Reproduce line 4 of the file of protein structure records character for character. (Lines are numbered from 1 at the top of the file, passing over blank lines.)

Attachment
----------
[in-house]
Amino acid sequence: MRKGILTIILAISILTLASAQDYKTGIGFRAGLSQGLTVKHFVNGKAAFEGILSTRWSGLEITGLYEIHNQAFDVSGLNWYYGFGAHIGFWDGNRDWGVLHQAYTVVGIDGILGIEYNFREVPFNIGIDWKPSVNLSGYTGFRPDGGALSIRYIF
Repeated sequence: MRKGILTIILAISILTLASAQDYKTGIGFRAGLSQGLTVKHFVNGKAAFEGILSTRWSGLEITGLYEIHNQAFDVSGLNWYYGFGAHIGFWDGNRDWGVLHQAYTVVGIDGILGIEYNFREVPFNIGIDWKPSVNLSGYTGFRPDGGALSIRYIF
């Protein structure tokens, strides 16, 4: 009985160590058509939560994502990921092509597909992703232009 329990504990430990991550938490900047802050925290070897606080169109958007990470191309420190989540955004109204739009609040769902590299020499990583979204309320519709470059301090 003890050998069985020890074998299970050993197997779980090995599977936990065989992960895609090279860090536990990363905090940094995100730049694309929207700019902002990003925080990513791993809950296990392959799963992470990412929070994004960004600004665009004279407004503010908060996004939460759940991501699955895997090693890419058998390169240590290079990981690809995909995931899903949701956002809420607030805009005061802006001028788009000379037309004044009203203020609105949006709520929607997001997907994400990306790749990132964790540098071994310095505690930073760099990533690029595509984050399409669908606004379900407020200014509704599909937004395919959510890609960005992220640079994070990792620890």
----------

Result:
């Protein structure tokens, strides 16, 4: 009985160590058509939560994502990921092509597909992703232009 329990504990430990991550938490900047802050925290070897606080169109958007990470191309420190989540955004109204739009609040769902590299020499990583979204309320519709470059301090 003890050998069985020890074998299970050993197997779980090995599977936990065989992960895609090279860090536990990363905090940094995100730049694309929207700019902002990003925080990513791993809950296990392959799963992470990412929070994004960004600004665009004279407004503010908060996004939460759940991501699955895997090693890419058998390169240590290079990981690809995909995931899903949701956002809420607030805009005061802006001028788009000379037309004044009203203020609105949006709520929607997001997907994400990306790749990132964790540098071994310095505690930073760099990533690029595509984050399409669908606004379900407020200014509704599909937004395919959510890609960005992220640079994070990792620890």